Structure and function of voltage-sensitive ion channels

Science  07 Oct 1988:
Vol. 242, Issue 4875, pp. 50-61
DOI: 10.1126/science.2459775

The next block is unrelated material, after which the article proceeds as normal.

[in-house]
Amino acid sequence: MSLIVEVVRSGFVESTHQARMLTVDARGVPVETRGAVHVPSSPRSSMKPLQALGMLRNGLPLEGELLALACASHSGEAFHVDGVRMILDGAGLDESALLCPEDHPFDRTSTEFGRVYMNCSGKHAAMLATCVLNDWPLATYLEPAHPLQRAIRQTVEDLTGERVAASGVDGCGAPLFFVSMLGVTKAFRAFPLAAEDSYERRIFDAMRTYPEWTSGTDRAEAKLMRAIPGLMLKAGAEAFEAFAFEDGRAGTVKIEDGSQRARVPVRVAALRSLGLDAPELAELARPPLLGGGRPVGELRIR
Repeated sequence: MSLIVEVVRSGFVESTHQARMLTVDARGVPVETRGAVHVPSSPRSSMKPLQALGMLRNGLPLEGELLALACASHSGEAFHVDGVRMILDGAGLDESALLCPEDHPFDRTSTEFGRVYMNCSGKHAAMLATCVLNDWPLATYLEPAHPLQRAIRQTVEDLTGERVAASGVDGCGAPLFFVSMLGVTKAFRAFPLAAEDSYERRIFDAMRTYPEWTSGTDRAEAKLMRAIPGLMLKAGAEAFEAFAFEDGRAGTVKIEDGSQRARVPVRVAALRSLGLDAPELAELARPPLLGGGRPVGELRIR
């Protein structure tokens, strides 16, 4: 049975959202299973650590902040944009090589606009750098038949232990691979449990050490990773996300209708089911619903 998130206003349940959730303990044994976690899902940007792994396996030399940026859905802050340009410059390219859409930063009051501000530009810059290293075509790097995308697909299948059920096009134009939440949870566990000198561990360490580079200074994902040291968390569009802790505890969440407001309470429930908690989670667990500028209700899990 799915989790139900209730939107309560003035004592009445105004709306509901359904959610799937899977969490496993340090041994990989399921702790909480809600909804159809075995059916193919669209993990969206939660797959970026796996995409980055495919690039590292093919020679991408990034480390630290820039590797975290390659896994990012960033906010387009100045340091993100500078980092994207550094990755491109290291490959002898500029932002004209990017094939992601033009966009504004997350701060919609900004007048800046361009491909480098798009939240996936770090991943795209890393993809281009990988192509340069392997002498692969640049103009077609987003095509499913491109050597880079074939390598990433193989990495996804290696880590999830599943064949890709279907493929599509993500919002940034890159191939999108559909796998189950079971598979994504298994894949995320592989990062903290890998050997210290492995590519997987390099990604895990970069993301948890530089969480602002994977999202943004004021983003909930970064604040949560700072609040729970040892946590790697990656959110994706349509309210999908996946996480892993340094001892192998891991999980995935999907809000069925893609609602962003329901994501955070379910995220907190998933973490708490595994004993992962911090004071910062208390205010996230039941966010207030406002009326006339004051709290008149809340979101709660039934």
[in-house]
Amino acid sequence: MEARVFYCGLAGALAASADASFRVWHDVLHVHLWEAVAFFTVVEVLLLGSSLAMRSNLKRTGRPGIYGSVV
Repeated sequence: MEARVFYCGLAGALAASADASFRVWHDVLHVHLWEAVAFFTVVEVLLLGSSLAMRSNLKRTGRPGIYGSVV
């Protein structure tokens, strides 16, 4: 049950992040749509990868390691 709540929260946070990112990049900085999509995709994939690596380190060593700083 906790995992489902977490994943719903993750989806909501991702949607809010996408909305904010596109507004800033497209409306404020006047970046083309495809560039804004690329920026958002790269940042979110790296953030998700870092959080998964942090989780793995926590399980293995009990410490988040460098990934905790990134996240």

Voltage-sensitive ion channels mediate action potentials in electrically excitable cells and play important roles in signal transduction in other cell types. In the past several years, their protein components have been identified, isolated, and restored to functional form in the purified state. Na+ and Ca2+ channels consist of a principal transmembrane subunit, which forms the ion-conducting pore and is expressed with a variable number of associated subunits in different cell types. The principal subunits of voltage-sensitive Na+, Ca2+, and K+ channels are homologous members of a gene family. Models relating the primary structures of these principal subunits to their functional properties have been proposed, and experimental results have begun to define a functional map of these proteins. Coordinated application of biochemical, biophysical, and molecular genetic methods should lead to a clear understanding of the molecular basis of electrical excitability.

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